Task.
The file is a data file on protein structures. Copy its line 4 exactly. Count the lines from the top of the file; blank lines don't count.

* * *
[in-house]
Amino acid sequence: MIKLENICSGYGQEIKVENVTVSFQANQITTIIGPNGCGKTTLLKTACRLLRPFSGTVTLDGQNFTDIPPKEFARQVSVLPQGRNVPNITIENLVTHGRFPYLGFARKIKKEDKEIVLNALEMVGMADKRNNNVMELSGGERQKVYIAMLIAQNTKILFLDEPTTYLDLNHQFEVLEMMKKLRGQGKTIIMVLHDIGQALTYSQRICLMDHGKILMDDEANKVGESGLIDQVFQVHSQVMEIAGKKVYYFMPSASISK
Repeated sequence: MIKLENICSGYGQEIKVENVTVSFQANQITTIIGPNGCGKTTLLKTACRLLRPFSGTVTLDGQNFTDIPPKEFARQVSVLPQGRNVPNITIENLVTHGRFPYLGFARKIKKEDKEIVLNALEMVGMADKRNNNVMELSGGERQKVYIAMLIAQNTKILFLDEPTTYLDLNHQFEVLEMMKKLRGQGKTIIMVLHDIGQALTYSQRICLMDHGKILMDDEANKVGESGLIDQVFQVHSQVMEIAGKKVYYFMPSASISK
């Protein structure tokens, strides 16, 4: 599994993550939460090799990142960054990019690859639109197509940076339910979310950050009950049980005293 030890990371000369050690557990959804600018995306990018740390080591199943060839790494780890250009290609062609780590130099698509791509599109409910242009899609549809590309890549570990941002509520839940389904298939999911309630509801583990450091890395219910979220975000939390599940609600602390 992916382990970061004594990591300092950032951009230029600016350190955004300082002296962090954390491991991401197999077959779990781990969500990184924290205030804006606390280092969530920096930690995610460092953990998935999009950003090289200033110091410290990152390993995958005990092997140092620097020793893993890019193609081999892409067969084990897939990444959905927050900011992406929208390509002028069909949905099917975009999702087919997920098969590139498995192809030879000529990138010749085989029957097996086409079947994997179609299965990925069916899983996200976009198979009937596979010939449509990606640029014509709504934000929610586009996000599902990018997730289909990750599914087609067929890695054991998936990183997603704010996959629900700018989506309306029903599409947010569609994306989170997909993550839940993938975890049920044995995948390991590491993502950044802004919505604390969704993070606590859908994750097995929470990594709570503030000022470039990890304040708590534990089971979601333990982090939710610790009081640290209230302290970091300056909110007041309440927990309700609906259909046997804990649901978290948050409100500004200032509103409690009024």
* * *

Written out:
């Protein structure tokens, strides 16, 4: 599994993550939460090799990142960054990019690859639109197509940076339910979310950050009950049980005293 030890990371000369050690557990959804600018995306990018740390080591199943060839790494780890250009290609062609780590130099698509791509599109409910242009899609549809590309890549570990941002509520839940389904298939999911309630509801583990450091890395219910979220975000939390599940609600602390 992916382990970061004594990591300092950032951009230029600016350190955004300082002296962090954390491991991401197999077959779990781990969500990184924290205030804006606390280092969530920096930690995610460092953990998935999009950003090289200033110091410290990152390993995958005990092997140092620097020793893993890019193609081999892409067969084990897939990444959905927050900011992406929208390509002028069909949905099917975009999702087919997920098969590139498995192809030879000529990138010749085989029957097996086409079947994997179609299965990925069916899983996200976009198979009937596979010939449509990606640029014509709504934000929610586009996000599902990018997730289909990750599914087609067929890695054991998936990183997603704010996959629900700018989506309306029903599409947010569609994306989170997909993550839940993938975890049920044995995948390991590491993502950044802004919505604390969704993070606590859908994750097995929470990594709570503030000022470039990890304040708590534990089971979601333990982090939710610790009081640290209230302290970091300056909110007041309440927990309700609906259909046997804990649901978290948050409100500004200032509103409690009024």